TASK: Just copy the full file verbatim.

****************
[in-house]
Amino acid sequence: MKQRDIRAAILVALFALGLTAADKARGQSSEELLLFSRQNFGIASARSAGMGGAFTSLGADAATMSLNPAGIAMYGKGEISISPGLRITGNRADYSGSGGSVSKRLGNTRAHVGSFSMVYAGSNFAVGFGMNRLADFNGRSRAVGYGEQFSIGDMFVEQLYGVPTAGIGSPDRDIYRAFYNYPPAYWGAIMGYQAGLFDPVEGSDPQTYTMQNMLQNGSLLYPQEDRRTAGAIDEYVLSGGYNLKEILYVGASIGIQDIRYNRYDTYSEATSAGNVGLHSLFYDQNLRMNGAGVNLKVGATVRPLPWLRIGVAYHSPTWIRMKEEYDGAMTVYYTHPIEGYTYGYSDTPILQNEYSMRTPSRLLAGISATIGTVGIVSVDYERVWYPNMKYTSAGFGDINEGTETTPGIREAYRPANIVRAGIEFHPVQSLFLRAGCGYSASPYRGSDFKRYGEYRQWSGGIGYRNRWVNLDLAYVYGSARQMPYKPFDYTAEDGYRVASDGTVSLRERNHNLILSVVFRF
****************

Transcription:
[in-house]
Amino acid sequence: MKQRDIRAAILVALFALGLTAADKARGQSSEELLLFSRQNFGIASARSAGMGGAFTSLGADAATMSLNPAGIAMYGKGEISISPGLRITGNRADYSGSGGSVSKRLGNTRAHVGSFSMVYAGSNFAVGFGMNRLADFNGRSRAVGYGEQFSIGDMFVEQLYGVPTAGIGSPDRDIYRAFYNYPPAYWGAIMGYQAGLFDPVEGSDPQTYTMQNMLQNGSLLYPQEDRRTAGAIDEYVLSGGYNLKEILYVGASIGIQDIRYNRYDTYSEATSAGNVGLHSLFYDQNLRMNGAGVNLKVGATVRPLPWLRIGVAYHSPTWIRMKEEYDGAMTVYYTHPIEGYTYGYSDTPILQNEYSMRTPSRLLAGISATIGTVGIVSVDYERVWYPNMKYTSAGFGDINEGTETTPGIREAYRPANIVRAGIEFHPVQSLFLRAGCGYSASPYRGSDFKRYGEYRQWSGGIGYRNRWVNLDLAYVYGSARQMPYKPFDYTAEDGYRVASDGTVSLRERNHNLILSVVFRF